A girl walks into a bar…
No. A human girl walks into a Shifter bar…
The bar was empty, not yet open to customers. It looked normal—windowless walls painted black, rows of glass bottles, the smell of beer and stale air. But it wasn’t normal, standing on the edge of Shiftertown as it did.
Kim told herself she had nothing to be afraid of. They’re tamed. Collared. They can’t hurt you.
“You the lawyer?” asked a man washing glasses. He was human, not Shifter. No strange, slitted pupils, no Collar to control his aggression. When Kim nodded, he gestured with his cloth to a door at the end of the bar. “Knock him dead, sweetheart.”
“I’ll try to keep him alive.” Kim pivoted and stalked away on her four-inch heels, feeling his gaze on her back all the way.
She knocked on the door marked “Private,” and a man on the other side growled, “Come.”
I just need to talk to him. Then I’m done, on my way home. A trickle of moisture rolled between Kim’s shoulder blades as she made herself open the door and walk inside.
A man leaned back in a chair behind a messy desk, a sheaf of papers in his hands. His booted feet were propped on the desk, his long legs a feast of blue jeans over muscle. He was a Shifter all right—thin black and silver Collar against his throat; hard, honed body; midnight-black hair; definite air of menace. When Kim entered, he stood, setting the papers aside.
Damn. He rose to a height of well over six feet and gazed at Kim with eyes blue like the morning sky. His body wasn’t only honed; it was hot—big chest, wide shoulders, tight abs, firm biceps against a form-fitting black T-shirt.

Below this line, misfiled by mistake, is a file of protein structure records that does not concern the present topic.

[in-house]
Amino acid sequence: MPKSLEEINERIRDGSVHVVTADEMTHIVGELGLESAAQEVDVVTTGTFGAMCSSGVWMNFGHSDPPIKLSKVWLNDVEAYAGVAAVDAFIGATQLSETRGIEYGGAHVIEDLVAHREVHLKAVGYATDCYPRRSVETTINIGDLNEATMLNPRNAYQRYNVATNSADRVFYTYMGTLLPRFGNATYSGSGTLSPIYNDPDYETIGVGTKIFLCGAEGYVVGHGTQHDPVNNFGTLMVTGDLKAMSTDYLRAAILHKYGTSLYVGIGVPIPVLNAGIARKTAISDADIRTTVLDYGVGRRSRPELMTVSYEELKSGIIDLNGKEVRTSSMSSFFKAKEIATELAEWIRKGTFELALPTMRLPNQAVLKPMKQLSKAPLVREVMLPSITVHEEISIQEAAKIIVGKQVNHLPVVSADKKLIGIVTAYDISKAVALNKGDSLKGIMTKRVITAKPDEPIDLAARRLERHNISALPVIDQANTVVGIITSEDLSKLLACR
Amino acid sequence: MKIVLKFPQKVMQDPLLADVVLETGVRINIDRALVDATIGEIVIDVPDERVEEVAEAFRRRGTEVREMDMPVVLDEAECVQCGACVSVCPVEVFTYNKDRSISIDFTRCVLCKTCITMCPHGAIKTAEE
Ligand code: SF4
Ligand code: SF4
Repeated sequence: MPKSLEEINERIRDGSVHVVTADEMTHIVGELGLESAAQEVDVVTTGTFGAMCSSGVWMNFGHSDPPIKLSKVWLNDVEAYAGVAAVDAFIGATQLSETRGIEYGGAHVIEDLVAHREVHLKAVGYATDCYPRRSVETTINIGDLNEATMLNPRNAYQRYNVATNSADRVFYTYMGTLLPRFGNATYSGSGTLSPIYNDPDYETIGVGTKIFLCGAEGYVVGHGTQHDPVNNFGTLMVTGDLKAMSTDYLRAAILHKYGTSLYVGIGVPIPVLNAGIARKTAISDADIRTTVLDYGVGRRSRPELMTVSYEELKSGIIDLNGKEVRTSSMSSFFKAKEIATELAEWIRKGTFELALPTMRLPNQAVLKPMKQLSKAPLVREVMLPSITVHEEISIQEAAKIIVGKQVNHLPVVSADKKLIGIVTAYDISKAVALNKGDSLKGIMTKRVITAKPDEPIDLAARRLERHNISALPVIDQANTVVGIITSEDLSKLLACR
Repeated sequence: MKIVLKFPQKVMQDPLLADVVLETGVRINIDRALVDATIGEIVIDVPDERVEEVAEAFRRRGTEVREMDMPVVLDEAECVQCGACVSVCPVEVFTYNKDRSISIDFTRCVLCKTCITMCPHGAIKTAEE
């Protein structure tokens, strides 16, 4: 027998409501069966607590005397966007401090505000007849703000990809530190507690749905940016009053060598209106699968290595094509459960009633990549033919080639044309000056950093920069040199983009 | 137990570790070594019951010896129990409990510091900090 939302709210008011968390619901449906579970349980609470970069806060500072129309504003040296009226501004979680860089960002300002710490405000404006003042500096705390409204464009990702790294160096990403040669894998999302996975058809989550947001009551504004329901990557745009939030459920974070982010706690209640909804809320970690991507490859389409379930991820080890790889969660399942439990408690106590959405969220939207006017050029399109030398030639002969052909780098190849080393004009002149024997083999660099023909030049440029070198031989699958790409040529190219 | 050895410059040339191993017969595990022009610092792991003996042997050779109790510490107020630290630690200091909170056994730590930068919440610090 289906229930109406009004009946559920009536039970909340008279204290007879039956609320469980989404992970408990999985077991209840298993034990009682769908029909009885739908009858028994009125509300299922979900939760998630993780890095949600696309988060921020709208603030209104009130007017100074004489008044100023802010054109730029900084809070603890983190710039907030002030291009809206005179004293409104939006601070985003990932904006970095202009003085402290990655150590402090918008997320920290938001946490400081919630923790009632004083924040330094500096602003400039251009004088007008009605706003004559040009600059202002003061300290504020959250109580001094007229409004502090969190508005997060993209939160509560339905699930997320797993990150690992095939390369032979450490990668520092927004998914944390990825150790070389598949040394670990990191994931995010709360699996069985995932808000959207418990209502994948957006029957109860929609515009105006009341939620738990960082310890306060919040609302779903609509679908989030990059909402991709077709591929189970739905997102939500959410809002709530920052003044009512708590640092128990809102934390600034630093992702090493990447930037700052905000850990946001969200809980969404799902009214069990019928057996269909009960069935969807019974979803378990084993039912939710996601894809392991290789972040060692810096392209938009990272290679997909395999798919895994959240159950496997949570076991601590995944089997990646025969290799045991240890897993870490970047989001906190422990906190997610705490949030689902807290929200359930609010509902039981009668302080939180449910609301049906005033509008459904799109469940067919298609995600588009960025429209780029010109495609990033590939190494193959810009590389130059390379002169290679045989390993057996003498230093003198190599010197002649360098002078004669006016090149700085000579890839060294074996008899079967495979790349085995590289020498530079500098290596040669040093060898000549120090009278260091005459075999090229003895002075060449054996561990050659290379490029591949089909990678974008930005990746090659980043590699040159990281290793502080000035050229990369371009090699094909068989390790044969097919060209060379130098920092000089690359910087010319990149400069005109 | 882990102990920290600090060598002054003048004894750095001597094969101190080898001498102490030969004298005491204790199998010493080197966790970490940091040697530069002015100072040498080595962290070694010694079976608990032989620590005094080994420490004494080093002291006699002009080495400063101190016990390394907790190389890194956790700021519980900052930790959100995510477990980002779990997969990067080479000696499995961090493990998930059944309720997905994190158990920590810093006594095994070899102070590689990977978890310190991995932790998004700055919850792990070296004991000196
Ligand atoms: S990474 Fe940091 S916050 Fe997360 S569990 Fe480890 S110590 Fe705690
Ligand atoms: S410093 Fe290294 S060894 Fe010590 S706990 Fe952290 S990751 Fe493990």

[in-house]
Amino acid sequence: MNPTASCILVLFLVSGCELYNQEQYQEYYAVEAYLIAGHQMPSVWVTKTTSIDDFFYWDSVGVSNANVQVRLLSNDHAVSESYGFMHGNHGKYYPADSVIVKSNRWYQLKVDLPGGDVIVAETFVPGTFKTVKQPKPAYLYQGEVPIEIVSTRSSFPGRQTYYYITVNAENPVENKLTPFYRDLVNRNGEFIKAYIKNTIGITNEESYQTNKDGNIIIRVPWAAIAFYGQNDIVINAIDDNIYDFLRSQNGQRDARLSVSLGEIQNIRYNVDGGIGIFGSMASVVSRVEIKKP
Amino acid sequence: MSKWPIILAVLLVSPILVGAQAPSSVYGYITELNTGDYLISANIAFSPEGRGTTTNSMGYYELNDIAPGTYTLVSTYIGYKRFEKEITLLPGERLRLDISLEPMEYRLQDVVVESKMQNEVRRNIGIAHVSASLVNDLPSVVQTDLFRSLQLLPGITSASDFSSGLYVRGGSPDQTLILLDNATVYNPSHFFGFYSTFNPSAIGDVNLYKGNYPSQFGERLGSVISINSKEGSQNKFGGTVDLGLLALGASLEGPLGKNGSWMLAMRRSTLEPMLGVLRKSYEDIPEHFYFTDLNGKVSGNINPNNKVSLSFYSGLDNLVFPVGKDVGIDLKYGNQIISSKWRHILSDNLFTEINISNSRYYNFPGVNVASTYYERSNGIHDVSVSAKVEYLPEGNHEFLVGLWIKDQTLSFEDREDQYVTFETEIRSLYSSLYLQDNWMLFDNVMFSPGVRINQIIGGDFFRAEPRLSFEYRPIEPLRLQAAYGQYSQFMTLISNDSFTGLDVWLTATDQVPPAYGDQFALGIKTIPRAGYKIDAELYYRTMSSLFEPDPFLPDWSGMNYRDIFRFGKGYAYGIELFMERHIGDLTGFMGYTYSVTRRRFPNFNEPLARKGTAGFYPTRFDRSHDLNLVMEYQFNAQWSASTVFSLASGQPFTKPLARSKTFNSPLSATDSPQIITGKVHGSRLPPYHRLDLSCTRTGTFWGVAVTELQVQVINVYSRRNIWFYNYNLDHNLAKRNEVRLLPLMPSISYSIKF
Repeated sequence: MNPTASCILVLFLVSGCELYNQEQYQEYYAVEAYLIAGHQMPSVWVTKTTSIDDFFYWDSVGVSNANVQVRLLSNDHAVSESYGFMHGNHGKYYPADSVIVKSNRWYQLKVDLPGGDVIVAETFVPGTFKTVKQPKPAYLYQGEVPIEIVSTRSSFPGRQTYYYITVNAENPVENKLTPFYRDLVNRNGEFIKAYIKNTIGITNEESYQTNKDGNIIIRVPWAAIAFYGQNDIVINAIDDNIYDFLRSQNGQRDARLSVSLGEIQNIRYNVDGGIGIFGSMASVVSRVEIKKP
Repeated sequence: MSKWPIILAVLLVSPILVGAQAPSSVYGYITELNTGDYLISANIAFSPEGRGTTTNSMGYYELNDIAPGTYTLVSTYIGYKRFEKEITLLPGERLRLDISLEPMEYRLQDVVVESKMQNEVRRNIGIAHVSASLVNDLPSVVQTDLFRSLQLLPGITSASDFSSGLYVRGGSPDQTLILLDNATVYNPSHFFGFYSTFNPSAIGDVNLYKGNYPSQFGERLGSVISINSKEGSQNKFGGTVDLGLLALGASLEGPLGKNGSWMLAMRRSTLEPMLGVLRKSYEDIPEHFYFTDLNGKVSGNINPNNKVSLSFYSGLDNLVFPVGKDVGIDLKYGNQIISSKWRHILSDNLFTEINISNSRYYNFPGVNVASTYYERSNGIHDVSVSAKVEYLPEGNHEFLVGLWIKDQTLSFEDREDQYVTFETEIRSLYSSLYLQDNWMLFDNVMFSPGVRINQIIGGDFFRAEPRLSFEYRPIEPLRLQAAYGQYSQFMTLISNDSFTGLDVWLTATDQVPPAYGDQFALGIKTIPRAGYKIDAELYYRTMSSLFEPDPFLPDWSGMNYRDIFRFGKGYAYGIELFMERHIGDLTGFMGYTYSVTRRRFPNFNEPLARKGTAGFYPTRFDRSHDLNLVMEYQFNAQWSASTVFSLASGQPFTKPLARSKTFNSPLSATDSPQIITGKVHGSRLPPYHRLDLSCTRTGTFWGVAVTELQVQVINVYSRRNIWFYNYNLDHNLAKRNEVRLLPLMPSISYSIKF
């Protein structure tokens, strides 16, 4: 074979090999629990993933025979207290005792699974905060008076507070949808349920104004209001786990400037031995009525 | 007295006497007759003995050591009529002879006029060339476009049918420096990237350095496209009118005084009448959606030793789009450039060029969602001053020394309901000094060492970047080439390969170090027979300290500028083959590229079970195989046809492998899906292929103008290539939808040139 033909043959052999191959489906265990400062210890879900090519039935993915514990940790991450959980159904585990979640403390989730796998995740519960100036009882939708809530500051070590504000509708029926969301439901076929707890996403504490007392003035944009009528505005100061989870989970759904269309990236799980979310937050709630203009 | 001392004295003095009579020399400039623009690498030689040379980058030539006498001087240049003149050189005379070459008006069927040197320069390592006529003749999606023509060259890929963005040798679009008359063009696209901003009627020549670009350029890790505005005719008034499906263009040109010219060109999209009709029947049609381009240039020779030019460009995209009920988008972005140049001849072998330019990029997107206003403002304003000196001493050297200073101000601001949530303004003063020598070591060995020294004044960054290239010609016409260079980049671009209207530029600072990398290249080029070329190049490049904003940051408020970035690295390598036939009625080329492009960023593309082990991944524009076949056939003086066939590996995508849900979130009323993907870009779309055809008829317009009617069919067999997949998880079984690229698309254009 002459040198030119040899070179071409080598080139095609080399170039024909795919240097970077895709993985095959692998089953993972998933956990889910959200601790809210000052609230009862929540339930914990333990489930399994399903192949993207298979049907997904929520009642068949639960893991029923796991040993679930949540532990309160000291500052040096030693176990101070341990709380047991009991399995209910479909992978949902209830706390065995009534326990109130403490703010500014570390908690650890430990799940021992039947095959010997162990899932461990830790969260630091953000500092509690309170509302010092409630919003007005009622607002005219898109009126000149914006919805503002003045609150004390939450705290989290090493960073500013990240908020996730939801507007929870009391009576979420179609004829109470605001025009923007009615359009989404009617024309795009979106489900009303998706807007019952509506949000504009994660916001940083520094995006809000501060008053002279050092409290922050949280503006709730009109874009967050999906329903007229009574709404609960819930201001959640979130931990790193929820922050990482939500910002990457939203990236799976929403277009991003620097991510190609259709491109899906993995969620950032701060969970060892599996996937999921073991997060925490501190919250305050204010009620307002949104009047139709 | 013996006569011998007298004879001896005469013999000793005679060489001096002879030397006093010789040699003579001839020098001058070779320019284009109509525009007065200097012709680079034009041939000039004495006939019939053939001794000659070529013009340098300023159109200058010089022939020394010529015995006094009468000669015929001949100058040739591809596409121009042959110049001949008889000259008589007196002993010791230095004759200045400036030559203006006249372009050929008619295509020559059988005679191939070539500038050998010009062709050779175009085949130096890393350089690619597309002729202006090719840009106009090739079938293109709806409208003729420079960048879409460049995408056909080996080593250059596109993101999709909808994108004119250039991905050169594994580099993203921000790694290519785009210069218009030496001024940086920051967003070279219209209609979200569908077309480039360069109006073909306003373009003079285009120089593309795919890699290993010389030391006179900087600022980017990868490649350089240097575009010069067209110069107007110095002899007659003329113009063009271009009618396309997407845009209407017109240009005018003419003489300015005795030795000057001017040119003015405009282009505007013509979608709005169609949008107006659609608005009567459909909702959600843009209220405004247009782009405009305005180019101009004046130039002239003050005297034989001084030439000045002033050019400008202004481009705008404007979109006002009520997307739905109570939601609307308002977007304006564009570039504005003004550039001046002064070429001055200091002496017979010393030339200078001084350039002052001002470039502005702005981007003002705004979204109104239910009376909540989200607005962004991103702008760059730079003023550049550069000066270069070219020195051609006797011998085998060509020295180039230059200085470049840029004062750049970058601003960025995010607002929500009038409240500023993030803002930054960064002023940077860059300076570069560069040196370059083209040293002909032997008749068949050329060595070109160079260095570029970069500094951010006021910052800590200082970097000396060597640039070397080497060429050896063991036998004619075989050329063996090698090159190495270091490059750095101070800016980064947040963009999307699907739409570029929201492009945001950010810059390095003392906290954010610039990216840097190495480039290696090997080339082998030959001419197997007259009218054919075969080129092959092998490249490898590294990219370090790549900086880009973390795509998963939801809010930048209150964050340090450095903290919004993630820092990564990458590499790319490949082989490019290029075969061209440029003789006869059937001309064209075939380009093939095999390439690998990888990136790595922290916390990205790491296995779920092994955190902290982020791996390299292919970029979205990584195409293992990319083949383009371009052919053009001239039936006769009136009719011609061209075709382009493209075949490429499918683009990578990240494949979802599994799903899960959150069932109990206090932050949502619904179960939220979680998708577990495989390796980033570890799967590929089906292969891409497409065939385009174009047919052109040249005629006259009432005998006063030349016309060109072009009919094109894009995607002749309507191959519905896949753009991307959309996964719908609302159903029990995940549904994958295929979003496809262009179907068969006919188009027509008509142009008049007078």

With old-fashioned courtesy, he placed a chair in front of the desk and motioned her to it. Kim felt the heat of his hand near the small of her back as she seated herself, smelled the scent of soap and male musk.
“You’re Mr. Morrissey?”
The Shifter sat back down, returned his motorcycle boots to the top of the desk, and laced his hands behind his head. “Call me Liam.”
The lilt in his voice was unmistakable. Kim put that with his black hair, impossibly blue eyes, and exotic name. “You’re Irish.”
He smiled a smile that could melt a woman at ten paces. “And who else would be running a pub?”
“But you don’t own it.”
Kim could have bitten out her tongue as soon as she said it. Of course he didn’t own it. He was a Shifter.
His voice went frosty, the crinkles at the corners of his eyes smoothing out. “You’re Brian Smith’s lawyer, are you? I’m afraid I can’t help you much. I don’t know Brian well, and I don’t know anything about what happened the night his girlfriend was murdered. It’s a long time ago, now.”